The Newcastle-based band Assembly Lane are Tom Kimber (mandolin, harmony vocal), Niles Krieger (fiddle, harmony and lead vocals), Bevan Morris (double bass), and Matthew Ord (guitar, lead and harmony vocals). While their CD Northbound – due for release on November 10th 2017 – draws on both British and North American traditional material, the arrangements lean generally towards the North American: indeed, if it were not for the absence of a banjo player, this would be a classic bluegrass line-up, and their sound generally reflects that sensibility. The songs are all traditional, but there are three instrumental tracks credited to Tom Kimber and one to bluegrass mandolin player Bill Monroe.
- ‘The Hills Of Mexico’ is one of those slightly morose songs in which the singer regrets a poor choice of occupation: lyrically, it has some lines that resemble ‘The Buffalo Skinners’. Nicely arranged, though sometimes the backing distracts from the vocal. The tune used here resembles the one recorded by Roscoe Holcomb.
- ‘Ain’t No More Cane’ is the well-known-prison song: the arrangement of this version, however, is closer to old-timey than to the Texas prison farms. It appears to owe much to the Band’s arrangement, though a little more sprightly and with much the same verses but in a different order. Nice harmonies, too. However, it doesn’t really convey the brutality of the environment from which the song arose.
- ‘Mind The Gap’ is an attractive instrumental set with a bluegrass feel, but credited to mandolinist Tom Kimber. Mandolin, fiddle, bass and guitar are all featured prominently in the course of the track.
- ‘The Fair Flower Of Northumberland’ is a familiar version of the border ballad (Child 9), but rendered here with a bluegrass-y arrangement that gives it some freshness.
- Title track ‘Northbound’ is an attractive tune by Tom Kimber with some impressive unison work from fiddle and mandolin, as well as spotlighting skilful lead work from fiddle, mandolin, and guitar as well as the usual solid basslines from Bevan Morris.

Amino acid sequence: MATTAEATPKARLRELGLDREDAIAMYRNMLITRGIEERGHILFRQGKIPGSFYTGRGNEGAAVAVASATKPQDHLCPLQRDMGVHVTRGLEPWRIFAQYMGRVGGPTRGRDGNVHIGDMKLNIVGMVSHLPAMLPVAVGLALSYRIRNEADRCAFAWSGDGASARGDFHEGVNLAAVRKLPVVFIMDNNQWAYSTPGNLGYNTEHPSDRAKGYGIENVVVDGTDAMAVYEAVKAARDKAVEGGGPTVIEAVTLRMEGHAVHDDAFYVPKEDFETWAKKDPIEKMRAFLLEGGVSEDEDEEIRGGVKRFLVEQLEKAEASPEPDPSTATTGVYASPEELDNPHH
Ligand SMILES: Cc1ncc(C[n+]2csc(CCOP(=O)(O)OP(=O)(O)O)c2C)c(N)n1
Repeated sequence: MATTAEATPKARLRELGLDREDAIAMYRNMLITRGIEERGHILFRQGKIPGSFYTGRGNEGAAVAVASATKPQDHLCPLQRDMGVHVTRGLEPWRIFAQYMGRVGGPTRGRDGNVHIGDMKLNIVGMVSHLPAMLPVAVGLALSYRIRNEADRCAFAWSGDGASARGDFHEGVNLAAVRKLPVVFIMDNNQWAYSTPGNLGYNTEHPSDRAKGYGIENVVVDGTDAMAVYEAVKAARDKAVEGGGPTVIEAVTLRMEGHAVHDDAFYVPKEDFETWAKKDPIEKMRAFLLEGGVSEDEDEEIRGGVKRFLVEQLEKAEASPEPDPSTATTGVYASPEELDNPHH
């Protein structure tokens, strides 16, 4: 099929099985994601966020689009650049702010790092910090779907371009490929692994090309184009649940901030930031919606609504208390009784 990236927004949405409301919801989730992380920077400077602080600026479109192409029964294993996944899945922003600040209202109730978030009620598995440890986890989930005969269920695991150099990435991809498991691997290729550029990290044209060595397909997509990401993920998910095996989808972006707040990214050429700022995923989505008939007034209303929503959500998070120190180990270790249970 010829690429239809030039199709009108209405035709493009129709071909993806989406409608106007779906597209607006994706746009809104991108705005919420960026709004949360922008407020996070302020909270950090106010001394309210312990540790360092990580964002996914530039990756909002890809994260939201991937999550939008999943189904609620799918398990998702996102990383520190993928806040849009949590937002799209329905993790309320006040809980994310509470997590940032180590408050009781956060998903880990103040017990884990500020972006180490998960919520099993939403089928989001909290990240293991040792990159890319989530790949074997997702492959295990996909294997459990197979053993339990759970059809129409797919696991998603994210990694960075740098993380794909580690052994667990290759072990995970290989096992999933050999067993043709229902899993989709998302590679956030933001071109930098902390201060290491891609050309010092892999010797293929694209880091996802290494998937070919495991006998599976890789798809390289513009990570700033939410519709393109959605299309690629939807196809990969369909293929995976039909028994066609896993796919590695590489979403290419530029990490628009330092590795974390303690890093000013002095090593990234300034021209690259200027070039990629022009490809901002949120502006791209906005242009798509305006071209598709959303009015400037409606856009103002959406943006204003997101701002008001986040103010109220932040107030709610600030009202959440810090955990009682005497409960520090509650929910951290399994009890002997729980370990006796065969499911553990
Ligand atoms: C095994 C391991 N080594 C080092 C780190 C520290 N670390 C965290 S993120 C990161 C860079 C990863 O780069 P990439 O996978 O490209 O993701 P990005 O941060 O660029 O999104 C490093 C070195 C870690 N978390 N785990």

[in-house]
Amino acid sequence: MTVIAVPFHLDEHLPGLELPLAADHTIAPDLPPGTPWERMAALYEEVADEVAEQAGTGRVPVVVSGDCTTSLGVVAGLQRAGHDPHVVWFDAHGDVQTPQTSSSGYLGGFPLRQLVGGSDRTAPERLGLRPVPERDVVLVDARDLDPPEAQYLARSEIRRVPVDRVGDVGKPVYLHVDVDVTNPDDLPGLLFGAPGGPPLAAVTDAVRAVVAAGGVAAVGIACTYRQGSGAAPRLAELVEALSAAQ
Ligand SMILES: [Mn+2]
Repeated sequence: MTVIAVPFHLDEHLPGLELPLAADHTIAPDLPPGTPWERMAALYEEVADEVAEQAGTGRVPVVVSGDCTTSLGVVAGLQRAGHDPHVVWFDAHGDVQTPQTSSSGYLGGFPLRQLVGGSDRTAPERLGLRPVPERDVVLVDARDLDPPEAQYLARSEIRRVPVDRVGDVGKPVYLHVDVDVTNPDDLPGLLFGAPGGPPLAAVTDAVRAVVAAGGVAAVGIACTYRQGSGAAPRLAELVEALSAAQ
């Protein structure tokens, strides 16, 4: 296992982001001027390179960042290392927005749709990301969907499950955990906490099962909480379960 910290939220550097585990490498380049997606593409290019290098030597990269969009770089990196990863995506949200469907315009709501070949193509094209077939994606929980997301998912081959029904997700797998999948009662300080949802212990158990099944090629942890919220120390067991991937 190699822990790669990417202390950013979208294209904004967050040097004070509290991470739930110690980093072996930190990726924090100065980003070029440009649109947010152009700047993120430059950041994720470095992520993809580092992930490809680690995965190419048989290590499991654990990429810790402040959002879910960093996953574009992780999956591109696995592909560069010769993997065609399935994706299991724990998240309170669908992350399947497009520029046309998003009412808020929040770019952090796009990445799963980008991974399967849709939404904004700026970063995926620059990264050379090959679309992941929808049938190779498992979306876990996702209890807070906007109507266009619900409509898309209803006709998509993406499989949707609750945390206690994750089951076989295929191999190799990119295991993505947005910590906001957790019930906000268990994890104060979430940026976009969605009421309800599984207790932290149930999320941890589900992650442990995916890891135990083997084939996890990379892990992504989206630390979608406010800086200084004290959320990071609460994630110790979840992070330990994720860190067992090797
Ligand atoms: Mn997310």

- ‘Northbound’ segues almost seamlessly into Kimber’s ‘Fivefold’. While there are sections in ‘Fivefold’ that recall tunes that are staples of Celtic dance music, there’s a fascinating individuality and complexity to the interplay between the instruments over jazzy bass riffs.
- ‘Sir Patrick Spens’ uses the tune from Christie’s Traditional Ballad Airs used on Nic Jones’s 1970 recording and many subsequent recordings. It’s a fine tune, and this version does it justice, vocally and instrumentally.
- On ‘1845’, sometimes known as ‘The Morning of 1845’, fiddler Niles Krieger gets to take the vocal lead, and does so with credit.
- ‘Road To Columbus’ is the classic Bill Monroe tune, and the band does it justice.
- ‘Don’t You Hear Jerusalem Mourn?’ – more often heard as ‘Don’t You Hear Jerusalem Moan’ – is particularly notable for the rich acapella harmonies of the opening section, and the bowed bass and fiddle of the next section, but the athletic playing and changes of pace throughout ensure that the listener’s interest never flags. A delightfully upbeat end to the CD.
For me, the best part of this CD is the instrumental work. The press release suggests that the album was essentially recorded live as an ensemble, which perhaps explains its freshness, yet the arrangements are impressively complex: clearly these are excellent musicians who are very comfortable playing together. The vocals are very competent and appropriate to the arrangements, and while there are one or two songs that we have, perhaps, heard a little too much of over the years, all are well performed. This is an album that delivers good music and promises more. And I’d love to hear them live.
Artist’s website: www.assemblylane.com
‘Mind The Gap’: